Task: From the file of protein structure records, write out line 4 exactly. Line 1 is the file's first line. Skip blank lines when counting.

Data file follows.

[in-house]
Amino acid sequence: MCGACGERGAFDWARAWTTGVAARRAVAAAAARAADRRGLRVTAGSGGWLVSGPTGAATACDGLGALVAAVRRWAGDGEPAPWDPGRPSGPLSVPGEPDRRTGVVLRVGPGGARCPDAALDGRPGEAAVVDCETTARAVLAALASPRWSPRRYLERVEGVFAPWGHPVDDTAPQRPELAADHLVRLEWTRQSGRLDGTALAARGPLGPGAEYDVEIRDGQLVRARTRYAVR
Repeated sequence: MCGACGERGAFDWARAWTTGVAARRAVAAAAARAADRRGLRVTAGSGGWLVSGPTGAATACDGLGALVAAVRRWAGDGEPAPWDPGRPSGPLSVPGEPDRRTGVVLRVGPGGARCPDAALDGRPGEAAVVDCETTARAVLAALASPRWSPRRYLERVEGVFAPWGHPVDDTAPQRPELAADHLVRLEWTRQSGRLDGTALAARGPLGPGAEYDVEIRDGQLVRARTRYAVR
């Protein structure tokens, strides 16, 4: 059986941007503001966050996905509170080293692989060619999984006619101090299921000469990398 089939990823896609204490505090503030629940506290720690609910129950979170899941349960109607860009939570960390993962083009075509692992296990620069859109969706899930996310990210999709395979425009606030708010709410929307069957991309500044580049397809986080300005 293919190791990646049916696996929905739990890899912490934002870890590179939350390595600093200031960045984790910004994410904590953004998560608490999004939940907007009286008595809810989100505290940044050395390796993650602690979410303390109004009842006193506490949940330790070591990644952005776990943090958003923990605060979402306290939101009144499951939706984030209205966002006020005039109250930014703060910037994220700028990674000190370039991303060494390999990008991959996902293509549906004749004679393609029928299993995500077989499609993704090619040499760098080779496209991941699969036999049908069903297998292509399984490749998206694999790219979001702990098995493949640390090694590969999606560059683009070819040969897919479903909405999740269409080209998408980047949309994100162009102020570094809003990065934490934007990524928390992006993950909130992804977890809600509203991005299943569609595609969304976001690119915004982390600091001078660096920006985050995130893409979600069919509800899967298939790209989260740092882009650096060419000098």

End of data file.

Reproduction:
């Protein structure tokens, strides 16, 4: 059986941007503001966050996905509170080293692989060619999984006619101090299921000469990398 089939990823896609204490505090503030629940506290720690609910129950979170899941349960109607860009939570960390993962083009075509692992296990620069859109969706899930996310990210999709395979425009606030708010709410929307069957991309500044580049397809986080300005 293919190791990646049916696996929905739990890899912490934002870890590179939350390595600093200031960045984790910004994410904590953004998560608490999004939940907007009286008595809810989100505290940044050395390796993650602690979410303390109004009842006193506490949940330790070591990644952005776990943090958003923990605060979402306290939101009144499951939706984030209205966002006020005039109250930014703060910037994220700028990674000190370039991303060494390999990008991959996902293509549906004749004679393609029928299993995500077989499609993704090619040499760098080779496209991941699969036999049908069903297998292509399984490749998206694999790219979001702990098995493949640390090694590969999606560059683009070819040969897919479903909405999740269409080209998408980047949309994100162009102020570094809003990065934490934007990524928390992006993950909130992804977890809600509203991005299943569609595609969304976001690119915004982390600091001078660096920006985050995130893409979600069919509800899967298939790209989260740092882009650096060419000098």